17 August 2012 by Yezdan Izzet

To fund, or not to fund, in commercial litigation…

Embarking on any litigation carries risk and can be a long and costly process for the parties and more often than not, it is not always clear at the outset whether or not there are high prospects in succeeding on a claim.

There is sometimes the added risk of a counterclaim and just because you have good chances in succeeding on your claim does not necessarily mean that your opponent’s counterclaim is without any merit.

When you initially approach a solicitor in relation to a potential claim not only will the solicitor seek to advise you on the merits of proceeding with the claim but will also discuss with you the likely costs in proceeding with the claim and your funding options which may include:

  1. Private funding – this essentially just means that you fund your own costs. If you proceed to a hearing and succeed we will seek to recover your legal costs from your opponent. However, you can generally expect to recover only 65-75% of your costs.
  2. Fixed fees – agreeing a fixed fee for each stage of the proceedings. This is an attractive proposal as it allows you more certainty and better budgeting when you know exactly what further costs will be due at each stage of the proceedings.
  3. Legal expenses insurance – it is wise to check any pre-existing insurance policies e.g. home and contents insurance, general corporate insurance policy, buildings’ insurance and even car insurance to see if there is any legal expenses cover attached to the policy.
  4. After the Event insurance – this is an insurance policy which we can arrange for you through independent insurance companies and will cover you in the event that you “lose” in the proceedings and are ordered to pay your opponent’s legal costs. There is a premium for the policy and insurance providers will not normally provide the insurance unless you can show that you have more than a 60% chance in succeeding on your claim and on any counterclaim (this is where pre-action disclosure may come in handy, see below). If you succeed in the proceedings the premium for the policy can be recovered from the opponent, although the amount of it may be disputed.
  5. Conditional Fee Agreement – more commonly known as a “no win, no fee agreement”. If you have a good chance of success on your claim we may be able to offer a Conditional Fee Agreement. The terms of the Conditional Fee Agreement will be agreed at the outset but we usually agree not to charge any legal fees to you if you proceed to a trial and lose. However, you would remain liable for your opponent’s costs. As such, this is usually coupled with After the Event Insurance. If you “win” then our costs become payable together with an “uplift” and we would seek to recover our costs and the uplift from the losing party.

There are other funding options which are not as common and which we can discuss with you if relevant to your claim including contingency fees (effectively “taking a cut” of your damages if you proceed to a trial and win – most likely to be offered on higher value cases with good merits).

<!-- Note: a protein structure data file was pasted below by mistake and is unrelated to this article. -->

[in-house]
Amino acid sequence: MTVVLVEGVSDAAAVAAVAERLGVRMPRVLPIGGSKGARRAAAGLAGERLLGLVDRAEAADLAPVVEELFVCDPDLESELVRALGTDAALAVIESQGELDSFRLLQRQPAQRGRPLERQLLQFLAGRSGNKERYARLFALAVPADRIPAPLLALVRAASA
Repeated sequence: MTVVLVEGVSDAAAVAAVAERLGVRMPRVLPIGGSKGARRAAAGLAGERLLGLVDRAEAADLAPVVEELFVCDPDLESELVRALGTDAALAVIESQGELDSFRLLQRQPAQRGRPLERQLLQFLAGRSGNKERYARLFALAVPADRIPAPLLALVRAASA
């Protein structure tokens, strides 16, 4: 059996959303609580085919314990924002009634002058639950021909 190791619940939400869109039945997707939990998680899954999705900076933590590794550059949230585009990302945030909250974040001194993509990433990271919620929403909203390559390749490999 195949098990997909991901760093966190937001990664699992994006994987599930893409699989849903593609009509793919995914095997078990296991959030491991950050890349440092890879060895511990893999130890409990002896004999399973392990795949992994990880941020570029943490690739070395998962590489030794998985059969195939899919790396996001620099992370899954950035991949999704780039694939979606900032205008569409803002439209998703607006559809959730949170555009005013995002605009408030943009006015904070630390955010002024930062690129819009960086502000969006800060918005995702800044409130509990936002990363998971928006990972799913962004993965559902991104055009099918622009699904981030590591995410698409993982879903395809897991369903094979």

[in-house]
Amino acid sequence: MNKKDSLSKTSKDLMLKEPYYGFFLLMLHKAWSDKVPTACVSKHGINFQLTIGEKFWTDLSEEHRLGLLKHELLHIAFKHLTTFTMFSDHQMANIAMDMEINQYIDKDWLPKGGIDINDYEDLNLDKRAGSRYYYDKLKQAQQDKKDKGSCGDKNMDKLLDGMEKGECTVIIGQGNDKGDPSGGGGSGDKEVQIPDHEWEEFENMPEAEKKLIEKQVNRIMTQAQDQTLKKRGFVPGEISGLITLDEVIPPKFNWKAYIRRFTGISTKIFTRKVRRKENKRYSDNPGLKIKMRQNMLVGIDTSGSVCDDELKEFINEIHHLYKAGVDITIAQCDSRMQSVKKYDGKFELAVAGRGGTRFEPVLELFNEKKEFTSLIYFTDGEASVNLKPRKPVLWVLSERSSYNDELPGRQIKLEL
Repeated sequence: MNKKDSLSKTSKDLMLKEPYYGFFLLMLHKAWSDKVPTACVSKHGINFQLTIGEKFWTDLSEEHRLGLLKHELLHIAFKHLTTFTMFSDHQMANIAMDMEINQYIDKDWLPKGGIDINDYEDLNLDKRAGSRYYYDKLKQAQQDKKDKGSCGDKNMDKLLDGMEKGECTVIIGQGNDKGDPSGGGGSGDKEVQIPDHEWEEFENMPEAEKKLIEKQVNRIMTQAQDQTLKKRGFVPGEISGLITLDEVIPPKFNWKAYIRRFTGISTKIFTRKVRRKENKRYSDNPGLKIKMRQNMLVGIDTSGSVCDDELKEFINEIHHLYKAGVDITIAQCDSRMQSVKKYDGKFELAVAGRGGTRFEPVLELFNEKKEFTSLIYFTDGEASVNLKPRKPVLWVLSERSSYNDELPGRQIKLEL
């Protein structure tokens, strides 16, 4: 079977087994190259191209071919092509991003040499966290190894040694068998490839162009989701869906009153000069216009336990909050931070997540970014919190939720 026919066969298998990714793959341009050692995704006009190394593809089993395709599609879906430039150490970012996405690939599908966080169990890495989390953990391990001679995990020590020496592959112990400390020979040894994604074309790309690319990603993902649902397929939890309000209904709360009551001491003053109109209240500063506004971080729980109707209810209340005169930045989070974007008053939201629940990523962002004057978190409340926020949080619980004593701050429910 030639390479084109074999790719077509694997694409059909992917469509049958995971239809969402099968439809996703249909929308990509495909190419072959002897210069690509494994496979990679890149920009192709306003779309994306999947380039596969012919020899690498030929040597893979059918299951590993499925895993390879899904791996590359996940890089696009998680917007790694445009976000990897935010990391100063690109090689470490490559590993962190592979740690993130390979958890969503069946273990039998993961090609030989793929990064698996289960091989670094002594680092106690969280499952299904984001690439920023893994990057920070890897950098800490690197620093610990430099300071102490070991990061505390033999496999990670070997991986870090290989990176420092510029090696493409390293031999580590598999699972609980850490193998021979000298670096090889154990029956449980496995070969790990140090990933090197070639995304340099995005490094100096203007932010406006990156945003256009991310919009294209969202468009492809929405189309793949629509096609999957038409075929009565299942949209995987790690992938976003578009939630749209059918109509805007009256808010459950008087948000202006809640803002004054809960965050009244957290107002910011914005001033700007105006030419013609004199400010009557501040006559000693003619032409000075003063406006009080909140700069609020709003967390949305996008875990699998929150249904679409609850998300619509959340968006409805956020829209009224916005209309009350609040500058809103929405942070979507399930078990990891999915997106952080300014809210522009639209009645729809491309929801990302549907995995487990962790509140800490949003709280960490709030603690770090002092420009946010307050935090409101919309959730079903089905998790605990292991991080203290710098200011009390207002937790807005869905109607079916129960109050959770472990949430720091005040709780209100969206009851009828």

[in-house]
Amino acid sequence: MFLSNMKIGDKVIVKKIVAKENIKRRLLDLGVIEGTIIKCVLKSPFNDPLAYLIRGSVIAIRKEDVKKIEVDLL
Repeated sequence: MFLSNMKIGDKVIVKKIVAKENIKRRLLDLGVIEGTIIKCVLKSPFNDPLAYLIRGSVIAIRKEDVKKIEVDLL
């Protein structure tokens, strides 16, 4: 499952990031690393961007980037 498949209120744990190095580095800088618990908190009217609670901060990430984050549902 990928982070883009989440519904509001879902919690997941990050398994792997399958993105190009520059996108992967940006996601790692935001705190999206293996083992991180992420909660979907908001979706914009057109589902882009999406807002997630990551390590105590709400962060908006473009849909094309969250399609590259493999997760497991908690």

Funding is going to get a lot more complicated when the changes to funding bought about by the Jackson Reforms are implemented (likely to be in April 2013) pursuant to the Legal Aid, Sentencing and Punishment of Offenders Act 2002. Some of the changes that will happen include:

  1. After the Event Insurance – the insurance premium will be payable by the insured party and not the opponent.
  2. Conditional Fee Agreements – the “success fee” or “uplift” will become payable by you rather than the opponent although this will not be retrospective.
  3. Contingency fees as we now call them will be “Damages Based Agreements”. Legal fees are only payable if you “win” and will be calculated as a percentage of the damages recovered.

Before proceeding with any litigation it is wise to consider whether litigation can be avoided. After all, litigation ought to be a last resort action. In some cases, a letter before action may be sufficient to bring your opponent to a position where negotiation is possible. We will also consider alternative dispute resolution such as mediation and any pre-action claims which may assist the parties in assessing their respective claims and bring them to a negotiating position. See our previous blog on relating to disclosure and pre-action disclosure:
“ Lay your cards on the table………”

3 August 2012 by

Landlords, call your solicitor

A few recent cases before the Courts have emphasised the need for landlords to take care in their dealings with their tenants and indeed to monitor their agent’s dealings with their tenants.

10 August 2012 by

EU rules to ease cross border successions, Brussels IV

There are a growing number of people in the UK with assets abroad and whether it’s a holiday cottage in France or a villa in Greece the logistics of cross border tax planning can be tricky; similarly dealing with the foreign assets on death can be equally problematic for the Personal Representatives of the estate.

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